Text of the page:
Unused tax attributes

The buyer should also evaluate whether it is a successor to any, or all, of the target’s state net operating losses, and, if yes, determine if there are any limitations on the use of them, such as Section 382 of the Internal Revenue Code. Another area is the buyer’s ability to retain the target’s pre-acquisition credits and incentives. This assessment should include evaluating the requirements to retain the credits and incentives and corresponding clawbacks, especially if the buyer is considering changing operations (such as reducing workforce). In some states, the taxing authority or economic development authority is required to be notified of a sale and may require the state’s approval prior to close in order for the credit or incentive to survive post-acquisition. As such, any credits and incentives should be reviewed well before closing.

Sales/use and transfer taxes

In addition to net income taxes, there are many post-acquisition sales/use and transfer tax issues to consider. For one, the buyer should determine if the acquisition itself is subject to sales/use tax or some other type of transfer tax. The type of acquisition and operations acquired will generally dictate the sales/use and transfer tax treatment. For example, sales/use tax often doesn’t apply to the purchase of an interest in a legal entity, while real estate transfer taxes could. If the acquisition is found to be taxable, then the buyer should consult the purchase agreement to determine if it’s responsible for filing and paying such taxes to ensure taxes due are timely paid.

The buyer also should evaluate whether the acquisition has changed the taxability of its sales and purchases in the states it has nexus, and update its corresponding policies accordingly. Other post-transaction sales/use tax considerations should also include determining whether updated exemption certificates are required. This is likely not an issue with respect to acquisitions of an interest in a target entity but could be with asset acquisitions and certain types of mergers.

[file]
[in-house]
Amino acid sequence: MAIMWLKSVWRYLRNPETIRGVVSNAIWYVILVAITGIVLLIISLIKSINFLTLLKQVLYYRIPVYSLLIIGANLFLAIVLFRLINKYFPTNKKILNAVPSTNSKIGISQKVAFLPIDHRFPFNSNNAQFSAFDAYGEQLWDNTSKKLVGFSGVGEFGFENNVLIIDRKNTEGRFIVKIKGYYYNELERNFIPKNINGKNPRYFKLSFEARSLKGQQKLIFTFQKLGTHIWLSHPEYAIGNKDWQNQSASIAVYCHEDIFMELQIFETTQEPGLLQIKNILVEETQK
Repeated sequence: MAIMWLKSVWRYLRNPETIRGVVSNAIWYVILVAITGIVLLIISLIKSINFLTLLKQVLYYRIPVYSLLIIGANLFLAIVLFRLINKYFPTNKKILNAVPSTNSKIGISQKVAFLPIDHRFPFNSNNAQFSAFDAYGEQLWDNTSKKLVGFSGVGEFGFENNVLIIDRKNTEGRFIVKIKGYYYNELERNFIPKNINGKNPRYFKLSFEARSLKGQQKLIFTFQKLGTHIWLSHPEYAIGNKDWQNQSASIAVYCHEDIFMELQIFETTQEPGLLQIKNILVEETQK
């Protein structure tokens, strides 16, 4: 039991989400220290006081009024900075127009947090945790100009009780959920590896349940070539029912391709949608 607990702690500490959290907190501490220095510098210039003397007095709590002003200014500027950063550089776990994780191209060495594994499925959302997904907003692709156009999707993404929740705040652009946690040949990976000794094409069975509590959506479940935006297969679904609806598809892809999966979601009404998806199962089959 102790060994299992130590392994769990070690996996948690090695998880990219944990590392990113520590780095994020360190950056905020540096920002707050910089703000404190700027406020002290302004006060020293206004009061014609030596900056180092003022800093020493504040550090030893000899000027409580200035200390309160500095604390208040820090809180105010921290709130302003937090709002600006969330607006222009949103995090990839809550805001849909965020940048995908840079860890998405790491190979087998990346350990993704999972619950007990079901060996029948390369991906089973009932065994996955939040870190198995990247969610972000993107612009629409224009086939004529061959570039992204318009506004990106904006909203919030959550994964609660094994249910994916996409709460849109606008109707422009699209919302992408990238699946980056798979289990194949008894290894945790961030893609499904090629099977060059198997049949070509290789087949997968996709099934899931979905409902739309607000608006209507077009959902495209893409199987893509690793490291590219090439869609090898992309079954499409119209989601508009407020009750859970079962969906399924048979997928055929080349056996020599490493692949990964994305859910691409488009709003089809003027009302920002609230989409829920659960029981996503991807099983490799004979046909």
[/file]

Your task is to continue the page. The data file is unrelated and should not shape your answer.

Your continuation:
Unemployment taxes

The acquirer should also review the impact on its unemployment taxes. Typically, the unemployment tax rates and benefits paid history will follow the group of employees. However, the absorption of a significant number of new employees from a target company will usually have an impact on unemployment tax rates applicable to all employees, including those employed prior to the transaction.

Financial reporting

Lastly, the post-transaction profile evaluation should include assessing and updating the effective state income tax rate, ASC 740-10 (formerly FIN 48) and FAS 5 reserves, and valuation allowances for purposes of reporting taxes on post-acquisition financial statements.

Assessing whether a buyer is a successor to a target’s historical state and local tax exposure is an important part of any acquisition. However, a buyer should be aware that an acquisition, regardless of size, can significantly impact its overall state and local tax profile. With so many diverse tax rules among state and local jurisdictions, a post–transaction state and local tax profile evaluation is essential to ensure tax compliance and avoid unforeseen tax risks and liabilities.